PROVIDENCE BAY—The Municipality of Central Manitoulin has begun preparing for work on the Providence Bay beach, under a permit issued to the municipality by the Ontario Ministry of Natural Resources and Forestry (OMNRF). The permit issued is valid for 25 years, which will allow work to be done in a staged manner rather than all at once. It will also allow Central Manitoulin to make sure the work it does to keep the sand open has long-lasting results, and to keep annual costs within the municipality’s budget constraints.
“We know that some of our past actions have not worked to keep the beach in shape, and we’ve been informed that some may even have made things worse,” stated Nancy Kinoshameg, economic development officer for Central Manitoulin. She mentioned that years of cutting back willows and other shrubs may have actually encouraged their spread and promoted stronger root systems.
The permit is for specific work to be undertaken by or under the direct supervision of the municipality. “When we applied for the permit, we looked at what is needed in detail, and proposed how we want to accomplish it. The permit we’ve received specifies exactly what actions we may do and where,” said Ms. Kinoshameg.
According to the municipality, the permit allows the clearing of sand in specific parts of the beach. It also requires the municipality to offset any negative impacts to dune ecology by making improvements to the natural dune habitat in other parts of the beach. Fortunately, some of those improvements may include things the municipality is already doing, such as removing invasive phragmites.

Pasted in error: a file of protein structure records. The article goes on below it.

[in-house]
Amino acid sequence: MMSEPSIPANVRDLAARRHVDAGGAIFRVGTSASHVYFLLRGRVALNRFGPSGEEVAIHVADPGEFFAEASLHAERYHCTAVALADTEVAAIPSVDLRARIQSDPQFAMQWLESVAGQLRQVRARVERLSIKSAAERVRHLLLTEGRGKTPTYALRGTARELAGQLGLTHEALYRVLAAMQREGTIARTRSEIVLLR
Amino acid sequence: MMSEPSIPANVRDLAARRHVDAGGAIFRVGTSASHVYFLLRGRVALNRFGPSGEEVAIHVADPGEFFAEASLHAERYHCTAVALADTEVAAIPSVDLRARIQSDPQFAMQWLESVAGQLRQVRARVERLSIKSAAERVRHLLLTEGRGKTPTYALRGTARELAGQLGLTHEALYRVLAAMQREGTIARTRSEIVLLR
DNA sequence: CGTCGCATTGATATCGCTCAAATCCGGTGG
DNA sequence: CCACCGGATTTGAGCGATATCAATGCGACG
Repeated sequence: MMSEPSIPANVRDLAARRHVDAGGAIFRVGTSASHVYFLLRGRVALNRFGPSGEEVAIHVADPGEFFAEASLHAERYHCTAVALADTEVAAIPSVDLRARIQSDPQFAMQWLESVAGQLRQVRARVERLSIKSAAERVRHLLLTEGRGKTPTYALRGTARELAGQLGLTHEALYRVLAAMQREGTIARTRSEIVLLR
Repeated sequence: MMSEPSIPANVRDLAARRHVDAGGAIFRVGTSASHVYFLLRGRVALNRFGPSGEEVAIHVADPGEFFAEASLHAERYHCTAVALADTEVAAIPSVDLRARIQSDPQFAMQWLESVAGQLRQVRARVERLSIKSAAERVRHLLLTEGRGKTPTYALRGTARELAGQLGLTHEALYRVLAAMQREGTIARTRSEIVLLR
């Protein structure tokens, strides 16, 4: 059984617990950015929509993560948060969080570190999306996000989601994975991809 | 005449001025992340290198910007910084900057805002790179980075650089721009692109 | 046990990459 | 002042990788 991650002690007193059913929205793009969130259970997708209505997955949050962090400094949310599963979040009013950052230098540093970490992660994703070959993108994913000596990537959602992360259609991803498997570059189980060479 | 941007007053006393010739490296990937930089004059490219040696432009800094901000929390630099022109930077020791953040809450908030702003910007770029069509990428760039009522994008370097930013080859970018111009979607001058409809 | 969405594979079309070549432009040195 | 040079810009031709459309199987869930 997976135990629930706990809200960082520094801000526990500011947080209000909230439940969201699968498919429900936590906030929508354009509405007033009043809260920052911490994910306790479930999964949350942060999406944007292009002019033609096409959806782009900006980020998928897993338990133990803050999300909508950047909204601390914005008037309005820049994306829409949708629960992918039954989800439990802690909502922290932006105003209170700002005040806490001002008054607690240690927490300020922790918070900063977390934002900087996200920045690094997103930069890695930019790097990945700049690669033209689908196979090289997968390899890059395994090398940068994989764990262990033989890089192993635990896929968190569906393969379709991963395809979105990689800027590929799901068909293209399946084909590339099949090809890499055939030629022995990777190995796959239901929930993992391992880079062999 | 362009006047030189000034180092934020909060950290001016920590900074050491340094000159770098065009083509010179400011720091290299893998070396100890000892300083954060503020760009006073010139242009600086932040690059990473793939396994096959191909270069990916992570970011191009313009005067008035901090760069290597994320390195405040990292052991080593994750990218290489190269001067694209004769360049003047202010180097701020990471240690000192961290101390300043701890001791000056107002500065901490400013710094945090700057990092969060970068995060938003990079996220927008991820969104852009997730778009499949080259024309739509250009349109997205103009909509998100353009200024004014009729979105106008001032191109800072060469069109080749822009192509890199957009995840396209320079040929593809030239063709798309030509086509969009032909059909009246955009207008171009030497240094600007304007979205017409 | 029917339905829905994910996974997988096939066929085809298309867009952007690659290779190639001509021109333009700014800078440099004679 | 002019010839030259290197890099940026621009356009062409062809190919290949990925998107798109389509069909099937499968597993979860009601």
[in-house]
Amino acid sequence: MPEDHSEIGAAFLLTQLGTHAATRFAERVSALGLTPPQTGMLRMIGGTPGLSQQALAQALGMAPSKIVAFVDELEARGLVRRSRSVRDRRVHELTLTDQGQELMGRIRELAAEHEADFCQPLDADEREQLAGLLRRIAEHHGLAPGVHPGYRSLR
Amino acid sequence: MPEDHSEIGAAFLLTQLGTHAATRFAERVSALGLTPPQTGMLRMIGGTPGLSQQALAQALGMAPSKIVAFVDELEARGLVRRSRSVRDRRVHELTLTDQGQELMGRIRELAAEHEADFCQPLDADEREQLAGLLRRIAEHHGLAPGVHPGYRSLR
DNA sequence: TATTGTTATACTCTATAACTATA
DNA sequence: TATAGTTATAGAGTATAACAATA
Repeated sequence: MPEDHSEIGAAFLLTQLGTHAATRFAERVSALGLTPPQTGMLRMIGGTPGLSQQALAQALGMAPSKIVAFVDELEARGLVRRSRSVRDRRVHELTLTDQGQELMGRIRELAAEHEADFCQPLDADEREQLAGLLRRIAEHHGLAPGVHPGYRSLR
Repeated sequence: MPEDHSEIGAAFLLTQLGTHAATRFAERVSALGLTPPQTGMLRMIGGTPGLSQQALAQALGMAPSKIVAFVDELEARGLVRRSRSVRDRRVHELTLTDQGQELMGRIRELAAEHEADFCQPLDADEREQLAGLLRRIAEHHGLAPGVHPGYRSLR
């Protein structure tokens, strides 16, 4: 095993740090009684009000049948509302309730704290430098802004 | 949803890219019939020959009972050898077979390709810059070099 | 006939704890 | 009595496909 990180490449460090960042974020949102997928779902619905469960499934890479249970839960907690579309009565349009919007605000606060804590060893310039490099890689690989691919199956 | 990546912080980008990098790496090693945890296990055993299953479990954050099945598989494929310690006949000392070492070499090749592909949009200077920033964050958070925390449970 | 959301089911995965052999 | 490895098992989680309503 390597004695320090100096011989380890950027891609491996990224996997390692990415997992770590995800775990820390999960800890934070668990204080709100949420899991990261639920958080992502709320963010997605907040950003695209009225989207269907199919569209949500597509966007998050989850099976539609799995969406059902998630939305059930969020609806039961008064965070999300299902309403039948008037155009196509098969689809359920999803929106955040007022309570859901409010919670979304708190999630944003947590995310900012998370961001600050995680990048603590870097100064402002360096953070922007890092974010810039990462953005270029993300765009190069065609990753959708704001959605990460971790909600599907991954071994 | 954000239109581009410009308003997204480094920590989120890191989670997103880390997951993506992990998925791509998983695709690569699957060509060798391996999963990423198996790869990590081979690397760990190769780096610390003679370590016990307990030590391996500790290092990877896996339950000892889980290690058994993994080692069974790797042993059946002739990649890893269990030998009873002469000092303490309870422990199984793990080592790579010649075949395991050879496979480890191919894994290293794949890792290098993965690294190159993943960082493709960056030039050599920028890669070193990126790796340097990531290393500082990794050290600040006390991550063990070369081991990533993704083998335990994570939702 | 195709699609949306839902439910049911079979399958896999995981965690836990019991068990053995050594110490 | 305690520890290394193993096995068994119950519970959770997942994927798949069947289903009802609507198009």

Work is planned to begin this fall with some test runs to see what methods and equipment achieve the desired results most efficiently. After that, the best methods will be applied to larger areas. The municipality is planning, over a number of summers, to remove shrubs—roots and all—from some parts of the beach, and to reduce other types of vegetation in key places. As well, Central Manitoulin will now be able to maintain the playground, volleyball court, and beach in front of the Harbour Centre free of vegetation, which will help create a better experience for beach-goers.
Central Manitoulin will also begin to reduce some vegetation along the boardwalk and the access stairs. However, since this part of the beach is considered natural habitat for the endangered Pitcher’s thistle and several other rare dune species, the municipality is required to keep track of the work it does and to document the results. After the initial testing, the next work will go ahead in stages, with actions happening outside of the main beach-use season, in early spring and/or late fall. A major effort is expected sometime in 2017 as Central Manitoulin begins what will be a long-term undertaking.